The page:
[RFC PATCH 20/27] container, keys: Add a container keyring
ebiggers at kernel.org
Fri Feb 15 21:46:09 UTC 2019
On Fri, Feb 15, 2019 at 04:10:45PM +0000, David Howells wrote:
> Allow a container manager to attach keyrings to a container such that the
> keys contained therein are searched by request_key() in addition to a
> process's normal keyrings. This allows the manager to install keys to
> support filesystem decryption and authentication for superblocks inside the
> container without requiring any active role being played by processes
> inside of the container.
> So, for example, a container could be created, a keyring added and then an
> rxrpc-type key added to the keyring such that a container's root filesystem
> and data filesystems can be brought in from secure AFS volumes. It would
> also be possible to put filesystem crypto keys in there such that Ext4
> encrypted files could be decrypted - without the need to share the key
> between other containers or let the key leak into the container.
For fscrypt (aka ext4/f2fs/ubifs encryption), rather than a "container keyring",
I think it's much better served by ioctls to add/remove keys directly to/from
the filesystem, as I'm proposing here:
https://patchwork.kernel.org/cover/10806425/. My proposed API implements all
the semantics people actually need for fscrypt, including:
- Making the filesystem's ability to use keys match the locked/unlocked state of
encrypted files, which is a filesystem-wide thing not a per-process thing.
- Allowing a key to be removed and wiped, *and* the corresponding encrypted
files locked efficiently.
- Still permitting non-root users to use fscrypt, subject to limitations; e.g.
keys are identified by cryptographic hash, users are limited by the keys
quotas, and a user can't directly remove a key another user has added or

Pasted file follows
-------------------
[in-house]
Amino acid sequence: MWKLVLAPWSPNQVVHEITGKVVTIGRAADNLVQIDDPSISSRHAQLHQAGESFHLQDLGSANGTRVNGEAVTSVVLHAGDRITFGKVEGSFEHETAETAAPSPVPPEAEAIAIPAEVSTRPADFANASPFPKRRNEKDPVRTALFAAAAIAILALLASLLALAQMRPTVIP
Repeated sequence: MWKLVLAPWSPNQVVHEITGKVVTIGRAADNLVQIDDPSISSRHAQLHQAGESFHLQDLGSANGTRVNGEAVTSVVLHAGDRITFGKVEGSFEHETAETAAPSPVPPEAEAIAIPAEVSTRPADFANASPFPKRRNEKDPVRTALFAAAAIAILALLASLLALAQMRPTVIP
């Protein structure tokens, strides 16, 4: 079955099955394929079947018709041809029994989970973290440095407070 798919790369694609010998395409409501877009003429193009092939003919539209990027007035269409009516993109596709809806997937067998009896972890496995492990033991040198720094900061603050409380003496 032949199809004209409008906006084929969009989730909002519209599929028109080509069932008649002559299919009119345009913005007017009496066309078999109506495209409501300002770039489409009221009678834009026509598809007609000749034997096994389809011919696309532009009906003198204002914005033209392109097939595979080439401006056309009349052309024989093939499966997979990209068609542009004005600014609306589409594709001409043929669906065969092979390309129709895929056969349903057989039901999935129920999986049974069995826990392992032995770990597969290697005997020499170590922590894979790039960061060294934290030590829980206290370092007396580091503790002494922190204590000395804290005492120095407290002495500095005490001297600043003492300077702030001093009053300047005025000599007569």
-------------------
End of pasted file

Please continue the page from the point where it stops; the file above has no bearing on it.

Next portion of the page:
create a new encrypted directory without proving they know/knew the key.
A "container keyring" would only address the first problem.
I don't think it's the right semantics to have the kernel's ability to use
fscrypt keys be conditional on which process is doing the filesystem access --
even if the processes are divided into different sessions, users, or containers.
Doing so may sound good, but it plays into common misconceptions about the
purpose of storage encryption. It would actually be an OS-level access control
policy that has nothing to do with the encryption itself. The kernel already
has a wide variety of file access control mechanisms to choose from: file mode
bits, ACLs, SELinux, mount namespaces, etc...
The purpose of fscrypt is actually very different. It's designed to protect
data locally stored on-disk from two classes of attackers: (1) attackers who can
read directly from disk, and (2) attackers who fully compromise the system
on-line including all memory, provided that the key isn't currently added.
In these cases, the notion of a "container" is meaningless as the operating
system is already out of the picture...
I also don't see much benefit to namespacing fscrypt keys for container
isolation purposes. If it's at all computationally feasible for keys to
collide, then the encryption has already been massively screwed up.
Also, I don't think that fscrypt should have a de-facto dependency on
CONFIG_CONTAINERS in order to have sane semantics. fscrypt is used on many
systems where containers support would be unnecessary bloat and attack surface.
So while there probably are still good arguments for adding a container keyring,
I don't think it's the best way forward for fscrypt.
> Because the container manager retains control of the keyring, it can update
> the contained keys as necessary to prevent expiration. Note that the
> keyring and keys in the keyring must grant Search permission directly to
> the container object.
> [!] Note that NFS, CIFS and other filesystems wishing to make use of this
> would have to get the token to use by calling request_key() on entry to
> its VFS methods and retain it in its file struct.
> [!] Note that request_key() called from userspace does not look in the
> container keyring.
> [!] Note that keys are now tagged with a tag that identifies the network
> namespace (or other domain of operation). This allows keys to be
> provided in one keyring that allow the same thing but in different
> network namespaces.
> The keyring should be created by the container manager and then set using:
> keyctl(KEYCTL_SET_CONTAINER_KEYRING, int containerfd,
> key_serial_t keyring);
> With this, request_key() inside the kernel searches:
> thread-keyring, process-keyring, session-keyring, container-keyring
> [!] It may be worth setting a flag on a mountpoint to indicate whether to
> search the container keyring first or last.
> Signed-off-by: David Howells <dhowells at redhat.com>
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